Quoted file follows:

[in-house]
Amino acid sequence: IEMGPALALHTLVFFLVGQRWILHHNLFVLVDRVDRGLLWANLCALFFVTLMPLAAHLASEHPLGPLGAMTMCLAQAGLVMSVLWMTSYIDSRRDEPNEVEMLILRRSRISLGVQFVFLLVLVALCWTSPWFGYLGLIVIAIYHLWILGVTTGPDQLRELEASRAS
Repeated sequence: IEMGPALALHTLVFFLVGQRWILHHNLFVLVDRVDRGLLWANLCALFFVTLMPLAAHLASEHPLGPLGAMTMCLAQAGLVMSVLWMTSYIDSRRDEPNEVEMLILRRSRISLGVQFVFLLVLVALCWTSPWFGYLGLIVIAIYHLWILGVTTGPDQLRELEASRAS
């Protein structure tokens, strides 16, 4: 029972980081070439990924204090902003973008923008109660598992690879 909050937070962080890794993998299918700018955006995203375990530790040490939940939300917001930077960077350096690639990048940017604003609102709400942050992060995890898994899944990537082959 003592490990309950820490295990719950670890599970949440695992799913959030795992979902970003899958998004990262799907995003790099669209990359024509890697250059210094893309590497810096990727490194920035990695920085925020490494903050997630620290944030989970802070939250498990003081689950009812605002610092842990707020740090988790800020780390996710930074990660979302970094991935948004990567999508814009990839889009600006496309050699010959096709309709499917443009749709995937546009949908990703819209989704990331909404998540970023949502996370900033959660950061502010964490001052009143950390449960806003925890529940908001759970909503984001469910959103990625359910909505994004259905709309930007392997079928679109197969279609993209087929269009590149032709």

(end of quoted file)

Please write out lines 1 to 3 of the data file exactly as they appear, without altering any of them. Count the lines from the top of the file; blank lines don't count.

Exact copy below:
[in-house]
Amino acid sequence: IEMGPALALHTLVFFLVGQRWILHHNLFVLVDRVDRGLLWANLCALFFVTLMPLAAHLASEHPLGPLGAMTMCLAQAGLVMSVLWMTSYIDSRRDEPNEVEMLILRRSRISLGVQFVFLLVLVALCWTSPWFGYLGLIVIAIYHLWILGVTTGPDQLRELEASRAS
Repeated sequence: IEMGPALALHTLVFFLVGQRWILHHNLFVLVDRVDRGLLWANLCALFFVTLMPLAAHLASEHPLGPLGAMTMCLAQAGLVMSVLWMTSYIDSRRDEPNEVEMLILRRSRISLGVQFVFLLVLVALCWTSPWFGYLGLIVIAIYHLWILGVTTGPDQLRELEASRAS